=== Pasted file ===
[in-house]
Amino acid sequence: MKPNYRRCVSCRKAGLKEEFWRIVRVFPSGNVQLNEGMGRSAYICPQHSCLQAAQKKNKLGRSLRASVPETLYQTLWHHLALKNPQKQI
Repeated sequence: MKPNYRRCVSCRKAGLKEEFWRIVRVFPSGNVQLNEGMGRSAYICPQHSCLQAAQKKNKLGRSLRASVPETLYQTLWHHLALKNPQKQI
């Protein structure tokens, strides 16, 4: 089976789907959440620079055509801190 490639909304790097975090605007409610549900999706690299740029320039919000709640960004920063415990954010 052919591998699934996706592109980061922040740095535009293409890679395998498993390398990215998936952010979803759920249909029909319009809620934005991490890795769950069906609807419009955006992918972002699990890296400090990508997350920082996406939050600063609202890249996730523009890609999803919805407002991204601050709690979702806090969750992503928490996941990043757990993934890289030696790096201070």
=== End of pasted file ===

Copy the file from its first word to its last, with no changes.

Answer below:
[in-house]
Amino acid sequence: MKPNYRRCVSCRKAGLKEEFWRIVRVFPSGNVQLNEGMGRSAYICPQHSCLQAAQKKNKLGRSLRASVPETLYQTLWHHLALKNPQKQI
Repeated sequence: MKPNYRRCVSCRKAGLKEEFWRIVRVFPSGNVQLNEGMGRSAYICPQHSCLQAAQKKNKLGRSLRASVPETLYQTLWHHLALKNPQKQI
């Protein structure tokens, strides 16, 4: 089976789907959440620079055509801190 490639909304790097975090605007409610549900999706690299740029320039919000709640960004920063415990954010 052919591998699934996706592109980061922040740095535009293409890679395998498993390398990215998936952010979803759920249909029909319009809620934005991490890795769950069906609807419009955006992918972002699990890296400090990508997350920082996406939050600063609202890249996730523009890609999803919805407002991204601050709690979702806090969750992503928490996941990043757990993934890289030696790096201070």